Companies such as Manpower and Kelly Services Inc. are also complying, even though their business models may be significantly affected. For example, it's not uncommon for those companies to keep dozens of employees onsite at a large client's facility, acting essentially as brokers of labor services. "My product could greatly reduce the need for such people," says the CEO of one E-procurement firm, "but since these companies are currently in the midst of multiyear contracts, I have to downplay that aspect and work within the current arrangement."

Proving Payback
These days, with companies' discretionary IT spending virtually frozen, vendors of services E-procurement can win business only by proving near-instant payback. Almost all such products are currently aimed at large companies and have large price tags to match — typically several hundred thousand dollars. Therefore, vendors repeatedly stress that their software solves multiple problems.

"Product procurement is essentially about automating a transaction," says Diana Jovin, CEO and president of San Francisco-based CascadeWorks Inc. "With services, we are providing better visibility into spending and usage, better communication among the many parties involved, and greater efficiencies in dealing with all components of complex transactions."

The fact that services are about relationships, which are difficult to automate, is one reason Dallas-based Texas Instruments found its earliest successes in E-procurement coming on the materials side. "We process less than 15 percent of our materials order the old-fashioned way, with a standard purchase order," says Jeff McLaughlin, TI's general and services procurement director. "But you can't take an electronic-catalog approach to people — there's no part number for a factory worker or a design engineer."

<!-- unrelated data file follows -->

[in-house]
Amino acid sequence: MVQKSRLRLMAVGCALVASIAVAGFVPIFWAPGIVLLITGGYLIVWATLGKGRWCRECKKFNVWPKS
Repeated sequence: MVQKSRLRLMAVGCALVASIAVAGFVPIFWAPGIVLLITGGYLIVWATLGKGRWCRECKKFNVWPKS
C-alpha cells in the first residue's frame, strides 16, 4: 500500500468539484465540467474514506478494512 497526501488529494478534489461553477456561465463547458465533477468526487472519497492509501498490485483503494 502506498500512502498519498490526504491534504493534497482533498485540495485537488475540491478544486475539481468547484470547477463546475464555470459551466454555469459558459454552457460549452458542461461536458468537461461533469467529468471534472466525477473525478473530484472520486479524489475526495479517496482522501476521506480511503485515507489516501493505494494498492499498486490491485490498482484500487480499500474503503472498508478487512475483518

Not yet, anyway. But TI wanted to reduce the $200 million it spends each year on supplemental workers and consultants. Using CascadeWorks's Clarity product, TI hopes that it will not only negotiate better rates, but also benefit from some additional features it didn't even know it wanted. For example, once an employee's end date is entered into the system, his access to computers and other systems will be terminated automatically, or extended if a manager decides to renew his contract. "That would eliminate a lot of manual purges," says McLaughlin.

Also eliminated will be invoices from suppliers. With terms agreed on and captured by the system, payments will be made automatically. Although TI has not yet begun to use the system, McLaughlin says that it expects to save millions of dollars in the first year, recouping its investment in less than 12 months.

Contingent Workers
The prospect of managing contingent workers more efficiently is so appealing that some customers are signing on for that reason alone. Bill Wells, senior vice president for strategic planning and finance for Charles Schwab Corp.'s Technology Innovation unit, says his firm's initial rollout of services E-procurement will ignore the procurement piece entirely. "Our immediate need is for better tracking, not hiring," he says. His firm was sold on the workflow aspects of CascadeWorks's Clarity system. "Now we have a central place to log on and see everything we need to know," says Wells.

One thing he wants to see is how contractors stack up against one another. Wells is among those many executives who complain that today too many contingent workers are hired as "one-offs," with no way for a manager who makes the hire to know if the person he has brought in the door is better or worse, or overpaid, compared with someone else's hire.